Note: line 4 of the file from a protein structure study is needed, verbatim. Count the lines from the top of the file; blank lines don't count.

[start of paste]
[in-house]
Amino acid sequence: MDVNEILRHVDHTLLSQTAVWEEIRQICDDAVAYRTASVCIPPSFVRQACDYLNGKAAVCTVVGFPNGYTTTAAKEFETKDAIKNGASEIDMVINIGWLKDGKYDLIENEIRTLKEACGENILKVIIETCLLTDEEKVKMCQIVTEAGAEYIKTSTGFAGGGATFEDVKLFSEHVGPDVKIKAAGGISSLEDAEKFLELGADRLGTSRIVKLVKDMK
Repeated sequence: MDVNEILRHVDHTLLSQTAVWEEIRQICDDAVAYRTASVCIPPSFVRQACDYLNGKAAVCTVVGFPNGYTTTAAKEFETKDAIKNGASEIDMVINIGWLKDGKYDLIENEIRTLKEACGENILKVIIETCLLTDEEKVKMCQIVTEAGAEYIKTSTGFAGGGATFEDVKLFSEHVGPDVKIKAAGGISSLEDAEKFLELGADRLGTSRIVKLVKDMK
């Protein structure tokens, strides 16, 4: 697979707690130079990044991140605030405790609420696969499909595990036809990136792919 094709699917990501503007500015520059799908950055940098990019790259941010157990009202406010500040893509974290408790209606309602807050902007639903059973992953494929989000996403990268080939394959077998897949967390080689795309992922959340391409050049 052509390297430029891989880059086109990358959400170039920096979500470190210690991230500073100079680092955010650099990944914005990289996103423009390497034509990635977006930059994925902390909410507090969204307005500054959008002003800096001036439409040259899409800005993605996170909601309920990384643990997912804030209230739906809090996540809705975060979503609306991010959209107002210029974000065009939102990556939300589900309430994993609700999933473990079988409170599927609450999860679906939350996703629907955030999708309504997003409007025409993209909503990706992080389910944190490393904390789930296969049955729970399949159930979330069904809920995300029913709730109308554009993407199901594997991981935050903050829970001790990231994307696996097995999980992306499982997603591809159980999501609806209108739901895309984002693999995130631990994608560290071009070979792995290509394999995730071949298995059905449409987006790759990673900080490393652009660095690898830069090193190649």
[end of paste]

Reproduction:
């Protein structure tokens, strides 16, 4: 697979707690130079990044991140605030405790609420696969499909595990036809990136792919 094709699917990501503007500015520059799908950055940098990019790259941010157990009202406010500040893509974290408790209606309602807050902007639903059973992953494929989000996403990268080939394959077998897949967390080689795309992922959340391409050049 052509390297430029891989880059086109990358959400170039920096979500470190210690991230500073100079680092955010650099990944914005990289996103423009390497034509990635977006930059994925902390909410507090969204307005500054959008002003800096001036439409040259899409800005993605996170909601309920990384643990997912804030209230739906809090996540809705975060979503609306991010959209107002210029974000065009939102990556939300589900309430994993609700999933473990079988409170599927609450999860679906939350996703629907955030999708309504997003409007025409993209909503990706992080389910944190490393904390789930296969049955729970399949159930979330069904809920995300029913709730109308554009993407199901594997991981935050903050829970001790990231994307696996097995999980992306499982997603591809159980999501609806209108739901895309984002693999995130631990994608560290071009070979792995290509394999995730071949298995059905449409987006790759990673900080490393652009660095690898830069090193190649």